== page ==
Dograma is the most traditional Turkmen dish of all and is reserved for special occasions such as Gurbanlyk, a three-day religious holiday that falls on the tenth day of the Islamic month of Zilhijje, where families, friends and neighbors visit each other and share a meal.
The name of the dish comes from the word dogramak (to cut to pieces) and refers to the making of dograma, which begins with baking multiple flatbreads in a tamdyr (clay oven) and boiling fresh mutton in a large cauldron until the meat is tender enough to fall off the bones. The bread is then torn into small pieces – a task that usually involves the entire family – and mixed with slices of onion and shredded meat. Finally, dograma is scooped into a bowl and covered with the hot broth for each guest to enjoy.
For the broth:
- 1½ kg mutton or beef with fat and bones
- 5 l water
- 2 tablespoons salt
- 2 tomatoes, chopped
For the bread:
- 1 tablespoon salt
- 600 ml warm water
- 1 teaspoon active dry yeast
- 1 kg flour
- 2 onions, halved and sliced
- Ground black pepper
- Put the meat and water in a stockpot and bring to a boil over high heat. Skim off the scum, then add the salt. Reduce the heat to medium and cover the pot. After 20 minutes, add the tomatoes. Cover the pot and simmer until the meat is well cooked. Taste the broth for salt and adjust as needed.
- In the meantime, mix all the bread ingredients together in a large bowl and work to a dough. Divide the dough into 2 equal pieces and roll each piece between your palms into a ball.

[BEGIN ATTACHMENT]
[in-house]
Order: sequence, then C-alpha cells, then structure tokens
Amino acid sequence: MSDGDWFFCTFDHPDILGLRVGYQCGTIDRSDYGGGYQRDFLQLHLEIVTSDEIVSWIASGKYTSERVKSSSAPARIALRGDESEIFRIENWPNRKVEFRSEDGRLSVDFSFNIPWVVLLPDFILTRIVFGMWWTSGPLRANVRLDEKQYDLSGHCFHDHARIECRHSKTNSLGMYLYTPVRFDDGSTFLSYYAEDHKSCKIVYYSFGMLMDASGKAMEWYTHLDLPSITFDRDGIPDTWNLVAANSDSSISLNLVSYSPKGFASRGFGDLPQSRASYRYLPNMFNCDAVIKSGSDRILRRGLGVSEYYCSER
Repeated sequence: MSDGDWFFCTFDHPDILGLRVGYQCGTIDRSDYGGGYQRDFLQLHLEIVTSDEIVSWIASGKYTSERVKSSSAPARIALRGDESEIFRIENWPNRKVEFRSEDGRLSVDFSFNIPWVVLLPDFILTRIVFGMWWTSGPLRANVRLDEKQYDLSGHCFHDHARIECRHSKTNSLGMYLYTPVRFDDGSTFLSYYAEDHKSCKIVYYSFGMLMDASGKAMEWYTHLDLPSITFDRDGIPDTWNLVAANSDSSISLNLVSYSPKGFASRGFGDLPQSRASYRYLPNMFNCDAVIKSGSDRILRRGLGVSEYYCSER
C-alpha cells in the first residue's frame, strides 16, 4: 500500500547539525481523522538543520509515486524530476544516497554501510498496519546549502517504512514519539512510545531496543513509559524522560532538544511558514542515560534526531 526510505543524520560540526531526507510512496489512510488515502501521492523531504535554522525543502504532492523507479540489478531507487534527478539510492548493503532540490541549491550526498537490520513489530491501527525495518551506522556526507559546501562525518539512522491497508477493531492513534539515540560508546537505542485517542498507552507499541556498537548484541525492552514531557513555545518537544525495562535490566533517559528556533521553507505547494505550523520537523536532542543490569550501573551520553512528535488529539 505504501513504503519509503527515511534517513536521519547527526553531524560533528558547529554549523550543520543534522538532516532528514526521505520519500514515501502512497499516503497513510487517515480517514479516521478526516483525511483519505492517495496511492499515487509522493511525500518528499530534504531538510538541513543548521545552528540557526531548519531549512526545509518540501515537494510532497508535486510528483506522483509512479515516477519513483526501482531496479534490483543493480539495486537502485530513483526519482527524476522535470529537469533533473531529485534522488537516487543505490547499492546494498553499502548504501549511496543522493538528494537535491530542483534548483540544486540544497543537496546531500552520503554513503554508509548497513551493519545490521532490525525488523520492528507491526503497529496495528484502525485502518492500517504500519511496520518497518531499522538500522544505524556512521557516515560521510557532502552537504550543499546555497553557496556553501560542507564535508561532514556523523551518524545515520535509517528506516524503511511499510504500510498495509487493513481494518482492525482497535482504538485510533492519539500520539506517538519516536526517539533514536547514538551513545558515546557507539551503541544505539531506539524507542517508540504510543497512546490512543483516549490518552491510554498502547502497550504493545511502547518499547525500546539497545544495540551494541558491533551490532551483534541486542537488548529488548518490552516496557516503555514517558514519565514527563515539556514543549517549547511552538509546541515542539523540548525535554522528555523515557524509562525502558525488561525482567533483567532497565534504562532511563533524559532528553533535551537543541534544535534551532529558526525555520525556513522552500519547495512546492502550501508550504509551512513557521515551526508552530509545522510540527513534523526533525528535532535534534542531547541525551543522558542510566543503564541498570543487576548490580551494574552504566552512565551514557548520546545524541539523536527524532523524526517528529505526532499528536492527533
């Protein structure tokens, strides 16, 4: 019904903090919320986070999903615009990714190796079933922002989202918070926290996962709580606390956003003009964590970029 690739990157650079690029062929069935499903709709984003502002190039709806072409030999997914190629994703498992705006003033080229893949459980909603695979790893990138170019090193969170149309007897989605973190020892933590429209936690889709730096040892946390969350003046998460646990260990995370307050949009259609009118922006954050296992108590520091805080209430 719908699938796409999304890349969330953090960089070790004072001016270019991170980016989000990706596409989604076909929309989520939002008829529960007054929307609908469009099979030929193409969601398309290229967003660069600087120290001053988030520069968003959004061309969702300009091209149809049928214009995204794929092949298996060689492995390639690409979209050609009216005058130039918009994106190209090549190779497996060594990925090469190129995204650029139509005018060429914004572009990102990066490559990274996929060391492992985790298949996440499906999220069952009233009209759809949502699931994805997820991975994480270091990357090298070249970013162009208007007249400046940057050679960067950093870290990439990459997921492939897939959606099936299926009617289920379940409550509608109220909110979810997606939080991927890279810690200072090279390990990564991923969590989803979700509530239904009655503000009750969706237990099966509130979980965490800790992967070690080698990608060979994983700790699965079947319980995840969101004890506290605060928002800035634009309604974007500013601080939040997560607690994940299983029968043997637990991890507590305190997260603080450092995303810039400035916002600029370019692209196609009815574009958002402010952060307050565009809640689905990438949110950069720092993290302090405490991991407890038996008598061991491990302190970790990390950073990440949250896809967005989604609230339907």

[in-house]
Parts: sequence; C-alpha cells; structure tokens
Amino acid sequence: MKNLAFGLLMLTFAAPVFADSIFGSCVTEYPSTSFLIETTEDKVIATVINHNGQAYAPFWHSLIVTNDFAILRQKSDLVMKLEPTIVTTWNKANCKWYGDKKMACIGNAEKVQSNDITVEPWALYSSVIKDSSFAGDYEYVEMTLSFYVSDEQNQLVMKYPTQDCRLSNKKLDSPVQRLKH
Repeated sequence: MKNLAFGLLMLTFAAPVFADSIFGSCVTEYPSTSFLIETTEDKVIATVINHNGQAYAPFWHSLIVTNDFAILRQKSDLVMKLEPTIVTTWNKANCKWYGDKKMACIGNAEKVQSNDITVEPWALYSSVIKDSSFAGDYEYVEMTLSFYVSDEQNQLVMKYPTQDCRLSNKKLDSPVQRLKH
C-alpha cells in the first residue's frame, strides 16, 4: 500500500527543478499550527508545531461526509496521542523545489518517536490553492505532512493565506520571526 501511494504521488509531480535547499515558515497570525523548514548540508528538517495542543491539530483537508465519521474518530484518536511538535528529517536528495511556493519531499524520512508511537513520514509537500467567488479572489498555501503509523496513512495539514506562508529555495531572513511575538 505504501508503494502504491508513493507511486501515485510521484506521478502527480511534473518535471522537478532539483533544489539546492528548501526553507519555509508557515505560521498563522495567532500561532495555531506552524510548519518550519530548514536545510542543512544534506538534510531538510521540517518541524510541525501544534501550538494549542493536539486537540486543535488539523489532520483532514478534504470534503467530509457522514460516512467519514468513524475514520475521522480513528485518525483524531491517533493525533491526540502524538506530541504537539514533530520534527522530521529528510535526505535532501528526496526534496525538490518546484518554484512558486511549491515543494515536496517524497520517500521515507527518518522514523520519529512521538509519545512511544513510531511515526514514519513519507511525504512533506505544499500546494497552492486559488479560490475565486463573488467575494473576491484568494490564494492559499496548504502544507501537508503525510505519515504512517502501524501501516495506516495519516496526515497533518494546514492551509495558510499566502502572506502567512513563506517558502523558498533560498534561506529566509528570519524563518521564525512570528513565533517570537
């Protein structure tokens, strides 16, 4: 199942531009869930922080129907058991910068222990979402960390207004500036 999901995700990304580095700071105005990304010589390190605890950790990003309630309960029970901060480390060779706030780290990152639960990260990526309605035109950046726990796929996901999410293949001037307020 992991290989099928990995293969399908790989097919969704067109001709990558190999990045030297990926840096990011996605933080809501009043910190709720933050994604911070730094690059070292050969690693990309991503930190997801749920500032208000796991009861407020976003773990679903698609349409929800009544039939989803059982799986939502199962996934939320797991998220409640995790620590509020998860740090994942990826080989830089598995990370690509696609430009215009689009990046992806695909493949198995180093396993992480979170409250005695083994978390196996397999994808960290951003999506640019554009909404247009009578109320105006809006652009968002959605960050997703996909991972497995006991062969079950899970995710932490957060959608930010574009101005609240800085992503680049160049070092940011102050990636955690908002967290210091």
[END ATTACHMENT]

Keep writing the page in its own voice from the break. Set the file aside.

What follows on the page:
- Preheat the oven to 250°C (482°F). Roll out each ball of dough with a rolling pin to a thickness of 1.5 cm. Prick each bread densely with a fork and transfer to a baking sheet lined with baking paper. Brush the breads with water and bake on the middle rack of the oven until golden brown, 15-18 minutes.
- Over a large kitchen cloth, tear the bread into small pieces (leave a ¼ of one bread for later). Toss in the onion slices. Transfer the meat from the pot to a bowl, then finely chop the meat on the remaining piece of bread. Mix everything together with your hands and drizzle 3-4 tablespoons of fatty broth over the mixture. At this point, dograma is ready but will taste better if left wrapped in the cloth for 20-30 minutes to let the bread absorb the flavor of the meat and onion.
- To serve, scoop some dograma into a bowl, add black pepper to taste and ladle in enough hot broth to barely cover the dograma. Dograma may also be eaten dry with tea.
Thank you you this recipe and beautiful pictures! I’m reading On the Noodle Road and am having a hard time imagining the dishes of Turkmenistan. This brought the book to life for me and I will definitely be making this dish soon.
That’s great to hear Kate 🙂
A very interesting and inspiring post!
A huge thanks. I’m a turkmen but don’t know how to cook and after I read this article, I think I can makeit.
Glad to hear it!
Sweet. It’s been forever since I had dograma. Going to give it a try. Thank you for the recipe.